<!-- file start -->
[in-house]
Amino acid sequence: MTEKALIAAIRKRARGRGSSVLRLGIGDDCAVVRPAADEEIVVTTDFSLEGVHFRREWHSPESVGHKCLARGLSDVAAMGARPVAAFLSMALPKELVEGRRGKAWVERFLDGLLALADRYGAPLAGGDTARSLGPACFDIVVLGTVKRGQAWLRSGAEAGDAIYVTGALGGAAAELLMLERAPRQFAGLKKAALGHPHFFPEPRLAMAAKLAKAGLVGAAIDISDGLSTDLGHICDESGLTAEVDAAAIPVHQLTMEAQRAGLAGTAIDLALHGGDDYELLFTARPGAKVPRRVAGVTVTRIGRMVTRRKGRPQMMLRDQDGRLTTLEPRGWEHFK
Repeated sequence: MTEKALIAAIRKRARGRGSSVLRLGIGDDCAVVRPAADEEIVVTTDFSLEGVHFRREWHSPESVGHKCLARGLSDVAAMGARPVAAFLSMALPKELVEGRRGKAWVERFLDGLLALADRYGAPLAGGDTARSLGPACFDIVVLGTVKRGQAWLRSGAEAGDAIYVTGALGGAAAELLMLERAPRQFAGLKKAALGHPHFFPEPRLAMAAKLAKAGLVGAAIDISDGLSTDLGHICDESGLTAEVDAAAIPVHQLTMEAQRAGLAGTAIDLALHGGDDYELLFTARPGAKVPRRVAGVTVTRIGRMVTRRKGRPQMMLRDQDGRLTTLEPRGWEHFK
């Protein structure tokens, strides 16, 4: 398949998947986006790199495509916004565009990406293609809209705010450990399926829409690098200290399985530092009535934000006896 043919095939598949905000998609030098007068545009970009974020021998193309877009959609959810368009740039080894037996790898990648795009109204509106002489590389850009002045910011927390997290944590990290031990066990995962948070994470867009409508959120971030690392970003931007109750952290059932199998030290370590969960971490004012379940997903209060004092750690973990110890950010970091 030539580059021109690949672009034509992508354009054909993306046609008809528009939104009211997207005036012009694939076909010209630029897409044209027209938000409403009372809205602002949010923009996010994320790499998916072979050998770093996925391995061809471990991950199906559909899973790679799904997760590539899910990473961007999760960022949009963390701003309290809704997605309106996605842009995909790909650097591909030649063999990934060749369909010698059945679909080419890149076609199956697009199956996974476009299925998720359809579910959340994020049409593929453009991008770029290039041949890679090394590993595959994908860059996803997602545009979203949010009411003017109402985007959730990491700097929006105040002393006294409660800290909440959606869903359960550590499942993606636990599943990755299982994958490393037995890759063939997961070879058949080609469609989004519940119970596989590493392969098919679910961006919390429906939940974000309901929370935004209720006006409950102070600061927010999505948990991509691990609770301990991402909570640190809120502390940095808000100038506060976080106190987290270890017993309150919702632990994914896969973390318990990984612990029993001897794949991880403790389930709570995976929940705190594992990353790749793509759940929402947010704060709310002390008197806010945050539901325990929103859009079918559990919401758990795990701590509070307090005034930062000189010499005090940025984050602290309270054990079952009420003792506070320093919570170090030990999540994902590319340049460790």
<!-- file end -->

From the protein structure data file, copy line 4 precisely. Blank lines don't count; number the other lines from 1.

């Protein structure tokens, strides 16, 4: 398949998947986006790199495509916004565009990406293609809209705010450990399926829409690098200290399985530092009535934000006896 043919095939598949905000998609030098007068545009970009974020021998193309877009959609959810368009740039080894037996790898990648795009109204509106002489590389850009002045910011927390997290944590990290031990066990995962948070994470867009409508959120971030690392970003931007109750952290059932199998030290370590969960971490004012379940997903209060004092750690973990110890950010970091 030539580059021109690949672009034509992508354009054909993306046609008809528009939104009211997207005036012009694939076909010209630029897409044209027209938000409403009372809205602002949010923009996010994320790499998916072979050998770093996925391995061809471990991950199906559909899973790679799904997760590539899910990473961007999760960022949009963390701003309290809704997605309106996605842009995909790909650097591909030649063999990934060749369909010698059945679909080419890149076609199956697009199956996974476009299925998720359809579910959340994020049409593929453009991008770029290039041949890679090394590993595959994908860059996803997602545009979203949010009411003017109402985007959730990491700097929006105040002393006294409660800290909440959606869903359960550590499942993606636990599943990755299982994958490393037995890759063939997961070879058949080609469609989004519940119970596989590493392969098919679910961006919390429906939940974000309901929370935004209720006006409950102070600061927010999505948990991509691990609770301990991402909570640190809120502390940095808000100038506060976080106190987290270890017993309150919702632990994914896969973390318990990984612990029993001897794949991880403790389930709570995976929940705190594992990353790749793509759940929402947010704060709310002390008197806010945050539901325990929103859009079918559990919401758990795990701590509070307090005034930062000189010499005090940025984050602290309270054990079952009420003792506070320093919570170090030990999540994902590319340049460790």